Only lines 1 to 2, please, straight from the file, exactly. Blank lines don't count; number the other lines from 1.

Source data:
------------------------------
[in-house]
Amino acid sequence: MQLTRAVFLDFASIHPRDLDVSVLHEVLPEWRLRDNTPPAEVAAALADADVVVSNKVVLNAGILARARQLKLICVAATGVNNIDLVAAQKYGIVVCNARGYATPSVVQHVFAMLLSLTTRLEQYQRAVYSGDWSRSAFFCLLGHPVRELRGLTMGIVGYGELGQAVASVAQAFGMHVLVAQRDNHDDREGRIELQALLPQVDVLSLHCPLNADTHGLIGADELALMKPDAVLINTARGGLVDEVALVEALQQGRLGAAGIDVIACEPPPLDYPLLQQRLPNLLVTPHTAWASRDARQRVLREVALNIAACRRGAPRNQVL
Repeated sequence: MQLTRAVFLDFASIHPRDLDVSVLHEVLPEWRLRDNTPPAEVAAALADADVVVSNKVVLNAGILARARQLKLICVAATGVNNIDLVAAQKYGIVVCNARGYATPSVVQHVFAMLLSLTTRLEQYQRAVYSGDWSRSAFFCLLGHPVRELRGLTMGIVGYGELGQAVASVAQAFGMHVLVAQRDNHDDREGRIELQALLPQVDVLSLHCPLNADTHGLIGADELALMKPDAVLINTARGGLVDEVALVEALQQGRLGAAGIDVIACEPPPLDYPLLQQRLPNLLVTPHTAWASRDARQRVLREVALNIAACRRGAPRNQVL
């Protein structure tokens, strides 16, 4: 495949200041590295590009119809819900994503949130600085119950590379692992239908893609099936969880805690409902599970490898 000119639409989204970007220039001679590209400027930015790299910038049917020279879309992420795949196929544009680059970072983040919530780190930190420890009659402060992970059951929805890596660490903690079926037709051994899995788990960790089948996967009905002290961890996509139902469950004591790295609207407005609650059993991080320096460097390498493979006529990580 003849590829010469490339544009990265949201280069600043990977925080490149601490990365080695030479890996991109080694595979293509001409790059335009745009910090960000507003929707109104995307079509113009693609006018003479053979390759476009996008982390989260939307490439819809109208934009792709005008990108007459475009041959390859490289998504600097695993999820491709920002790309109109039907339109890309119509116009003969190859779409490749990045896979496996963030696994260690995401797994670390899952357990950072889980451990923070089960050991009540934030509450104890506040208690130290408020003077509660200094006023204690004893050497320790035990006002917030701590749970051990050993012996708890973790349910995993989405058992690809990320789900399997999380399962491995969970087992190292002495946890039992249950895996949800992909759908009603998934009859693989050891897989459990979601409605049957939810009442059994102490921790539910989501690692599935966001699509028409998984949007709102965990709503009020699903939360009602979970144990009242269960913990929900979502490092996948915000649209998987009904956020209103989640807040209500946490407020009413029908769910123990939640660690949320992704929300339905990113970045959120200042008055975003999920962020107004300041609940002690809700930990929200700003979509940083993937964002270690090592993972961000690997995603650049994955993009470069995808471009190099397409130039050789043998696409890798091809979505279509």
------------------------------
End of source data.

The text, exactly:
[in-house]
Amino acid sequence: MQLTRAVFLDFASIHPRDLDVSVLHEVLPEWRLRDNTPPAEVAAALADADVVVSNKVVLNAGILARARQLKLICVAATGVNNIDLVAAQKYGIVVCNARGYATPSVVQHVFAMLLSLTTRLEQYQRAVYSGDWSRSAFFCLLGHPVRELRGLTMGIVGYGELGQAVASVAQAFGMHVLVAQRDNHDDREGRIELQALLPQVDVLSLHCPLNADTHGLIGADELALMKPDAVLINTARGGLVDEVALVEALQQGRLGAAGIDVIACEPPPLDYPLLQQRLPNLLVTPHTAWASRDARQRVLREVALNIAACRRGAPRNQVL